Radical Brownies For A More Radical World

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Just in time for the release of the Rosa Parks archives on what would have been the civil rights icon's 102nd birthday, meet the Radical Brownies, an Oakland-based group that seeks to empower young girls of color "as they step into their collective power, brilliance and leadership (to) make the world a more radical place." The group, founded by two women of color who've long worked with kids, aims to create "opportunities for young girls of color to form fierce sisterhood, celebrate their cultures and contribute radically to their communities," with activities ranging from earning custom-made, social-justice badges to taking part in Black Lives Matter marches. The kids' berets "pay homage to the spirits of the Brown Beret and Black Panther movements" that likewise made their home in Oakland.

Group leaders argue they are "giving (girls) the tools to process what’s happening around the world, because they are very much aware." They urge girls to define "radical" for themselves, and stress the organization is "not anti-anything" but "pro-empowerment (and) community involvement” at a time in girls' lives, and in our culture, when they need all the help they can get.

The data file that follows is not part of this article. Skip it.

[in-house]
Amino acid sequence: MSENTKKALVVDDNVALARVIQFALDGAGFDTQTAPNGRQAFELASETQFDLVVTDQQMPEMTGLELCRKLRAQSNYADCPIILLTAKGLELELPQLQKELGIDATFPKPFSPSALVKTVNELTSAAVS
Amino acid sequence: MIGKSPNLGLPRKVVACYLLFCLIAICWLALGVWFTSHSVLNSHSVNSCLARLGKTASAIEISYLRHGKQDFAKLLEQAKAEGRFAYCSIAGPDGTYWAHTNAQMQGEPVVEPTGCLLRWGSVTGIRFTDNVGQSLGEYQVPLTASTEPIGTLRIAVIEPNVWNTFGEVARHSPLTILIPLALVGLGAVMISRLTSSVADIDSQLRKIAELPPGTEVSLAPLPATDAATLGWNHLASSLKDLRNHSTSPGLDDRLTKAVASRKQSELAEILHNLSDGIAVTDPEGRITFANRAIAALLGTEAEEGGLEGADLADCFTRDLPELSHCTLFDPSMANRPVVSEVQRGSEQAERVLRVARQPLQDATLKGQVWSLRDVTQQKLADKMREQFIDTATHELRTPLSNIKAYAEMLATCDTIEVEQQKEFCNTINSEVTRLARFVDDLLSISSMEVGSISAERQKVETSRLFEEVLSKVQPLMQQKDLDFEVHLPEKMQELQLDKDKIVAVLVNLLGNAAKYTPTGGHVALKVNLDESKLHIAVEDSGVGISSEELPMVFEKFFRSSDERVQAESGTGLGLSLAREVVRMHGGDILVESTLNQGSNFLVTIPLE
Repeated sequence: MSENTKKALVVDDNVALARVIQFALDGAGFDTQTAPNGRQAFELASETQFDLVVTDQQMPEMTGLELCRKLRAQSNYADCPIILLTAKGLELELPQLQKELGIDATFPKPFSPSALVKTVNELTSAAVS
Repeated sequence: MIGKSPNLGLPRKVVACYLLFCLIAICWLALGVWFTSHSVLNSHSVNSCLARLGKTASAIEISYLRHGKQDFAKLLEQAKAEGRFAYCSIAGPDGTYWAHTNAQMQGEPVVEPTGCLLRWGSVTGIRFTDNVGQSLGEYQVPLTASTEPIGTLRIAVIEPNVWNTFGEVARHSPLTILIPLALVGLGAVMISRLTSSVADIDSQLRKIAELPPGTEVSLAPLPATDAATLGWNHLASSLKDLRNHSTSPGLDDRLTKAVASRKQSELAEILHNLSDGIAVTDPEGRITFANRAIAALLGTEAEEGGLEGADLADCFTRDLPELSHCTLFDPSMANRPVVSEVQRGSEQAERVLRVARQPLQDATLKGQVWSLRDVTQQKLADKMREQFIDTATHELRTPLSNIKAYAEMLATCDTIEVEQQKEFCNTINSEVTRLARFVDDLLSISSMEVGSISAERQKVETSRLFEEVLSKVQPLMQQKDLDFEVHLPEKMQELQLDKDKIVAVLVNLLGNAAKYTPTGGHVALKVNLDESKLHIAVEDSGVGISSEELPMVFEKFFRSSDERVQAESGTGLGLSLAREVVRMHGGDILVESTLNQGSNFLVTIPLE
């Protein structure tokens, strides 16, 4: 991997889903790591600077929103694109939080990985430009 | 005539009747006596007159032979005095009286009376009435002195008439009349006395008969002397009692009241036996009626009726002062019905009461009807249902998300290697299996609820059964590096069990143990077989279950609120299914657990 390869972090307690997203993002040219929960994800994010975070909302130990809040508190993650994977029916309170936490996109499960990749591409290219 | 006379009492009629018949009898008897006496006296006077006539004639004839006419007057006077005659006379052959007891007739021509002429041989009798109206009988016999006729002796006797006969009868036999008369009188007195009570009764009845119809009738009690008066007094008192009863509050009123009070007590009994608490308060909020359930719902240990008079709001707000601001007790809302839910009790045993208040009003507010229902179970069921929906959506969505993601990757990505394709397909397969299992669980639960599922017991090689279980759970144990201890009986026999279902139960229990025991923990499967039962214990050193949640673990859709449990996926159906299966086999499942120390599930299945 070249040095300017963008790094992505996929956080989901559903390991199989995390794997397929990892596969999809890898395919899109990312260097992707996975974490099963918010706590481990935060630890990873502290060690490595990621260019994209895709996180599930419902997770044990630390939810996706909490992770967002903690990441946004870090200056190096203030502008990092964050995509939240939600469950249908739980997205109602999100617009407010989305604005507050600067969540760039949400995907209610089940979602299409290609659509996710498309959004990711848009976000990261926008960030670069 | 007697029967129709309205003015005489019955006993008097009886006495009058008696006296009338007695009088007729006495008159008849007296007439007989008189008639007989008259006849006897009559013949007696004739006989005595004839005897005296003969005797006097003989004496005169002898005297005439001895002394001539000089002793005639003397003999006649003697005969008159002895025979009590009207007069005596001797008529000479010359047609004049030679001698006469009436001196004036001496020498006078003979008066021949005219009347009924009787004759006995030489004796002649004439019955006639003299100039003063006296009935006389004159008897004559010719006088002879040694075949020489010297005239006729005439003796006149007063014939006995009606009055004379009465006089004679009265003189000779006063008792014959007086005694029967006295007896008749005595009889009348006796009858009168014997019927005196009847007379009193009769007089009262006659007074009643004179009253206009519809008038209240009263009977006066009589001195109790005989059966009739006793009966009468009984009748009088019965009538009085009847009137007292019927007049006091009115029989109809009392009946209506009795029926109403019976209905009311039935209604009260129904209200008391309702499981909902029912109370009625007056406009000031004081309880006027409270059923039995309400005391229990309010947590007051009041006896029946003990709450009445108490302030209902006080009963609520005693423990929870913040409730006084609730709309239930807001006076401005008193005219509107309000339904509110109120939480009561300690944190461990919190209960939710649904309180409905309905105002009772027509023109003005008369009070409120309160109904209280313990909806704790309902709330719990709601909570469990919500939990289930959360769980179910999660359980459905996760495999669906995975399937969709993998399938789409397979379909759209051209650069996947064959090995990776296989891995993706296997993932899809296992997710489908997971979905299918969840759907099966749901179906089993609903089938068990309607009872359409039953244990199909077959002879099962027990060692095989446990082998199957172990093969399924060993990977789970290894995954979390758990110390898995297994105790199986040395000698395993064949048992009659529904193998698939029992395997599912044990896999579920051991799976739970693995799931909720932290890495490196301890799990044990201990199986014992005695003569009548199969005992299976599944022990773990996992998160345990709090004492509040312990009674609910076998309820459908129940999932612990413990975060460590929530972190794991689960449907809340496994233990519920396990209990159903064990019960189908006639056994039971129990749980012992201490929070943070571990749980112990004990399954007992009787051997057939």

Still, the right-wing pushback has been fierce. In outraged comments on a PBS story, it ranges from mild if disingenuous objections to focusing on kids of color - "Aren’t all girls girls?" "White is a color" "More divisiveness!" - to paranoid rants about "future Marxist agitators" "inventing oppression" whose "sole intent is to create white boogiemen (to) affirm their perpetual self-disenfranchisement" to ugly filth: "Do they give out Guess My Babies (sic) Daddy badges?"

The Rosa Parks archives are said to reveal not just the genteel protester that became her persona, but the furious, militant agitator behind that image. By the time she refused to give up that seat on the bus, she writes, “I had been pushed around all my life and felt at this moment that I couldn’t take it any more...There is just so much hurt, disappointment and oppression one can take.” Radical Brownies, says one co-founder, wants to help girls before they get to that point: "They are not yet crushed by all the ills of the world, by all the 'isms' - racism, sexism... you can keep that internal flame going when you have programming like this."

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